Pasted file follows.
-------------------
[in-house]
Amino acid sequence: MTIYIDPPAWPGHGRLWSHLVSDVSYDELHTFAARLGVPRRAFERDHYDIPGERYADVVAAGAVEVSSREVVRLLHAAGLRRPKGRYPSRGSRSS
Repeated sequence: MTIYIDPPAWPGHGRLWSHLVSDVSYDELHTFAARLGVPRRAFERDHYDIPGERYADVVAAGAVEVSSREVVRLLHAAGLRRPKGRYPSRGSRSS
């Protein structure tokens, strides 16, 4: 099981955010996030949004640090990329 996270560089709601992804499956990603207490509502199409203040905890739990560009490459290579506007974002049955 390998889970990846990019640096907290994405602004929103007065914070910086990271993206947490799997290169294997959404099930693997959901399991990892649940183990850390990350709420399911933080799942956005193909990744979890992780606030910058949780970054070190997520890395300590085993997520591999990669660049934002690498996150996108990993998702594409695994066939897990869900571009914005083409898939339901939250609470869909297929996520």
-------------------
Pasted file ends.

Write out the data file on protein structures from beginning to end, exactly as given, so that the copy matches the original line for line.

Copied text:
[in-house]
Amino acid sequence: MTIYIDPPAWPGHGRLWSHLVSDVSYDELHTFAARLGVPRRAFERDHYDIPGERYADVVAAGAVEVSSREVVRLLHAAGLRRPKGRYPSRGSRSS
Repeated sequence: MTIYIDPPAWPGHGRLWSHLVSDVSYDELHTFAARLGVPRRAFERDHYDIPGERYADVVAAGAVEVSSREVVRLLHAAGLRRPKGRYPSRGSRSS
């Protein structure tokens, strides 16, 4: 099981955010996030949004640090990329 996270560089709601992804499956990603207490509502199409203040905890739990560009490459290579506007974002049955 390998889970990846990019640096907290994405602004929103007065914070910086990271993206947490799997290169294997959404099930693997959901399991990892649940183990850390990350709420399911933080799942956005193909990744979890992780606030910058949780970054070190997520890395300590085993997520591999990669660049934002690498996150996108990993998702594409695994066939897990869900571009914005083409898939339901939250609470869909297929996520």